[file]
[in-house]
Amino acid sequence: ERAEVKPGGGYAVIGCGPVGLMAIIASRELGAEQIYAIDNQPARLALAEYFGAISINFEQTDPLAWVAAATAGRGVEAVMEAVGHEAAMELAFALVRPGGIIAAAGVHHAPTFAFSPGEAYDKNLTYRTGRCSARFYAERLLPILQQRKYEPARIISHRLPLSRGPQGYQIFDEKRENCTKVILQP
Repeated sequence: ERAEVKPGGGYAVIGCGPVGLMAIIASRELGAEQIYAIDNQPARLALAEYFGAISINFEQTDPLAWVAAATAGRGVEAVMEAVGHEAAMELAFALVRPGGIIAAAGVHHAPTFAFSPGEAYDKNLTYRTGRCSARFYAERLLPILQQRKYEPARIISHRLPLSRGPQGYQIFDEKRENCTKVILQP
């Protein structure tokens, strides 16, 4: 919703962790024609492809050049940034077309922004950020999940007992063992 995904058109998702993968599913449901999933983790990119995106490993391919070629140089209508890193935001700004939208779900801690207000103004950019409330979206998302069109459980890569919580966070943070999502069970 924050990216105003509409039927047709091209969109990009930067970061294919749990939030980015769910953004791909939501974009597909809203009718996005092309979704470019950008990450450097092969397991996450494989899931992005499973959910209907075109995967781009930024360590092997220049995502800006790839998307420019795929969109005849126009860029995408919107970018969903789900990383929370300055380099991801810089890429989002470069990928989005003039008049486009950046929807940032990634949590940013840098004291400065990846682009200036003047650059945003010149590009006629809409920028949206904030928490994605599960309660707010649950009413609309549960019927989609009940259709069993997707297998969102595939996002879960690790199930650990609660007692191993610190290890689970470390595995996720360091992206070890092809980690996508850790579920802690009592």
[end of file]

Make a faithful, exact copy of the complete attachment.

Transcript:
[in-house]
Amino acid sequence: ERAEVKPGGGYAVIGCGPVGLMAIIASRELGAEQIYAIDNQPARLALAEYFGAISINFEQTDPLAWVAAATAGRGVEAVMEAVGHEAAMELAFALVRPGGIIAAAGVHHAPTFAFSPGEAYDKNLTYRTGRCSARFYAERLLPILQQRKYEPARIISHRLPLSRGPQGYQIFDEKRENCTKVILQP
Repeated sequence: ERAEVKPGGGYAVIGCGPVGLMAIIASRELGAEQIYAIDNQPARLALAEYFGAISINFEQTDPLAWVAAATAGRGVEAVMEAVGHEAAMELAFALVRPGGIIAAAGVHHAPTFAFSPGEAYDKNLTYRTGRCSARFYAERLLPILQQRKYEPARIISHRLPLSRGPQGYQIFDEKRENCTKVILQP
């Protein structure tokens, strides 16, 4: 919703962790024609492809050049940034077309922004950020999940007992063992 995904058109998702993968599913449901999933983790990119995106490993391919070629140089209508890193935001700004939208779900801690207000103004950019409330979206998302069109459980890569919580966070943070999502069970 924050990216105003509409039927047709091209969109990009930067970061294919749990939030980015769910953004791909939501974009597909809203009718996005092309979704470019950008990450450097092969397991996450494989899931992005499973959910209907075109995967781009930024360590092997220049995502800006790839998307420019795929969109005849126009860029995408919107970018969903789900990383929370300055380099991801810089890429989002470069990928989005003039008049486009950046929807940032990634949590940013840098004291400065990846682009200036003047650059945003010149590009006629809409920028949206904030928490994605599960309660707010649950009413609309549960019927989609009940259709069993997707297998969102595939996002879960690790199930650990609660007692191993610190290890689970470390595995996720360091992206070890092809980690996508850790579920802690009592």